By Melina Katsoulakis
Sparta has a name for being the tough city of the Ancient Greek world. Films like ‘300’ represent the emphasis on warrior strength that was incredibly important to the Spartans. However, this was not simply important for the men, physical strength was also a trait cultivated by women. The Spartan social and political system was based on the Laws of Lycurgus, a mythological founder of the city. He believed that “for women to bear strong children, they should avoid the secluded life of most Greek women.” In this sense Sparta was culturally more equal than other Hellenic cities at the time although not necessarily liberated.
Within this polis (city), the oligarchical system of government had a strict role for all citizens to follow. Their entire social structure was based on cultivating these roles; for men this meant being educated in the ways of the warrior, and for women this meant education in how to be a good mother and raise strong men. Although this sounds a lot like the repression of women seen throughout history, the role of mothers in Sparta was culturally regarded as equal to that of strong warriors. There are limited records to show men or women were literate in Sparta since this skill did not aid their overall goals of becoming warriors and mothers.
Girls were given similar physical training to their male counterparts. Unlike the rest of the Hellenic world that desired innocence in their women, Sparta believed women needed to be physically strong enough to undertake childbirth. They were trained in running, wrestling, discus and javelin throwing. Culturally this meant men and women saw each other as more similar than people in Athens. It is also suggested that because of their physical strength as well as the social system of equality, rape was far less common as women could fight attackers off and men had far more respect for them than has been documented in Athens and other Hellenistic cities. Respect was cultivated in this training. Whilst men trained the women watched as a motivational move and similarly the men watched the women train. Since it was common for Spartans to wait until they were 18 to be married, this was useful to find a strong partner for the future.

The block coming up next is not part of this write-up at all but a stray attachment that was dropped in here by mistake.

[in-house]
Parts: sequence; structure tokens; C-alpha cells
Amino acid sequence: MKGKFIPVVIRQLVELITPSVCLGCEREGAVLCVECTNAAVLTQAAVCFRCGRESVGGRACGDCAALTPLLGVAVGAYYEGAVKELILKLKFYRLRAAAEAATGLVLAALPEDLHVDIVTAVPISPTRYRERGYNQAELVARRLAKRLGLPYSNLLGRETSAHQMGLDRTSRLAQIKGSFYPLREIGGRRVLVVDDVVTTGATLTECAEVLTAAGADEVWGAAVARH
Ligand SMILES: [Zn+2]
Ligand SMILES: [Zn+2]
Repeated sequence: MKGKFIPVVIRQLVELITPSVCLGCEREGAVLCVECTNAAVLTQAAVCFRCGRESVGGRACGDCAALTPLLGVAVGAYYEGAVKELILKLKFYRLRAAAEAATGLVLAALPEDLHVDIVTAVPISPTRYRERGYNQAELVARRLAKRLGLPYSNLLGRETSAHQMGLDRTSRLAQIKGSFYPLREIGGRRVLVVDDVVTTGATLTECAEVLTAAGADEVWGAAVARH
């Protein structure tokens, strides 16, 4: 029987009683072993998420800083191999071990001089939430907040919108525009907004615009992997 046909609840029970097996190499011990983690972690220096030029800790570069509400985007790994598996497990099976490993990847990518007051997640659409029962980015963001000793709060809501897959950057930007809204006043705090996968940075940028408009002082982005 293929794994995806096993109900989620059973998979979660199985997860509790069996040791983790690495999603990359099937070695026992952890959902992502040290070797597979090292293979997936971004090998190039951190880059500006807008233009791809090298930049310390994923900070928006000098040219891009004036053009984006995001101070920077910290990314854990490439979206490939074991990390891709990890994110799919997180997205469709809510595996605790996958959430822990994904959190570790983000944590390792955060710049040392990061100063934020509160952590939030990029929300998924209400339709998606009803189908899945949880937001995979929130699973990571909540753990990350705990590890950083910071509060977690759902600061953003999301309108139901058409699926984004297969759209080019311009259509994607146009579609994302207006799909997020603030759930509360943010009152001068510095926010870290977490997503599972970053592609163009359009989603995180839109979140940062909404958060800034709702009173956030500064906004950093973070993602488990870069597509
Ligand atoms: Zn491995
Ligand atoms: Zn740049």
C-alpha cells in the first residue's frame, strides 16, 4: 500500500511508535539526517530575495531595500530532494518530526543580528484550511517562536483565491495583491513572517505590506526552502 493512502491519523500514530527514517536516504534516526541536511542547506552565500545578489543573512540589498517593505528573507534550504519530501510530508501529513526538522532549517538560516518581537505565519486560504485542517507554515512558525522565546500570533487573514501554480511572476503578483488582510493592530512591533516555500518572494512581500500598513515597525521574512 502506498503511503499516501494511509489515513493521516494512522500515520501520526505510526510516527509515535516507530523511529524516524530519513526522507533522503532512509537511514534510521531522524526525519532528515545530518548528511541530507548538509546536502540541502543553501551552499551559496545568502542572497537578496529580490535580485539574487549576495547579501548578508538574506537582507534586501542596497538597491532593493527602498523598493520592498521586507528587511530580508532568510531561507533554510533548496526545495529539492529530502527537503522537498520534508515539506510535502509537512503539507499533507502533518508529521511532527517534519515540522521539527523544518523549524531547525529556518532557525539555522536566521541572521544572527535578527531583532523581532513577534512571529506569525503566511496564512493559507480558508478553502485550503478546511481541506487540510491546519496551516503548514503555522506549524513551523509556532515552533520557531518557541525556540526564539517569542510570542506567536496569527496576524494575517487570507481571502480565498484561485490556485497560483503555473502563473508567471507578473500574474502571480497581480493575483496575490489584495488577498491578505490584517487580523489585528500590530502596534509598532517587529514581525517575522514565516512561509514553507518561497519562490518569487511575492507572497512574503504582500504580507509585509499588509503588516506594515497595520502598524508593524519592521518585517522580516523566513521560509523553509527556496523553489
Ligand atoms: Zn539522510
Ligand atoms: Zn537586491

Contests seemed to be the best way to motivate young Spartans. They promoted health and fitness to determine the best future mothers. Sporting events like the Olympics are well known and male led, however the female equivalent had a large following in ancient times. Women ran races at religious festivals in honour of deities; the Heraean games were a female only competitive event. They were dedicated to the fertility goddess Hera; thus, these races were also linked to motherhood. Most religious participation from women shows how they celebrated their gender. The cult of Helen celebrated Helen of Troy as the ideal wife and mother. Her followers used songs and dances that expressed their freedom unlike the oppression most Hellenic women faced at the time.
In a similar way to contests, horse races were celebrated by men and women since the gender of the owner, riders or chariot riders had no effect on the performance of the animal. A notable figure is Cynisca, the first woman to be involved in equestrian sports, for which she won the 396 BC and 392 BC Olympiads. She was commemorated in a way only men had been before with a bronze statue and led the way for other women to display their power. As sister to King Agis II, many believe her position fuelled her ambition in ways other women would not have had access to. This may not seem like such an independent move, however in the context of the time women in Athens were only allowed to ride in carriages to limit their visibility.
Despite not having any rights in codified law or a vote, the Spartan system still gave room for women to have informal legal power. Thanks to wartime casualties it was common for wives and daughters to inherit land to the point that two fifths of wealth was isolated in a small group of women in the city. This of course gave the wealthy women authority and power that men outside of Sparta despised. A rather outspoken opposition came from the famous philosopher Aristotle. Almost all of their domestic duties were considered outrageous by non-Spartans. Helot slaves did most housework and men were away for army duty, so women took on a figurehead role. Therefore, despite their main duty still being to give birth, the social structure of Sparta meant women were respected as individuals as well.
In many ways this was a cultural decision. The government and public voters saw women as respectable and important to their city, thus their input should not be ignored simply because of their gender. Gorgo was the daughter of King Cleomenes I, she counselled him on political matters and later her husband King Leonidas I is said to have credited his ascension to her alone. Though women did not have political rights, Gorgo was respected in the same way as official advisors. As princess and as Queen she represented the strong woman Lycurgus strove for in his laws.
To find out more about the surprising power Spartan women had during this time, I would recommend “Spartan Women” by Sarah Pomeroy.
Jean Jacques François Lebarbier, A Spartan Woman Giving a Shield to Her Son, 1805, oil on panel, Portland Art Musuem http://portlandartmuseum.us/mwebcgi/mweb.exe?request=record;id=23241;type=101#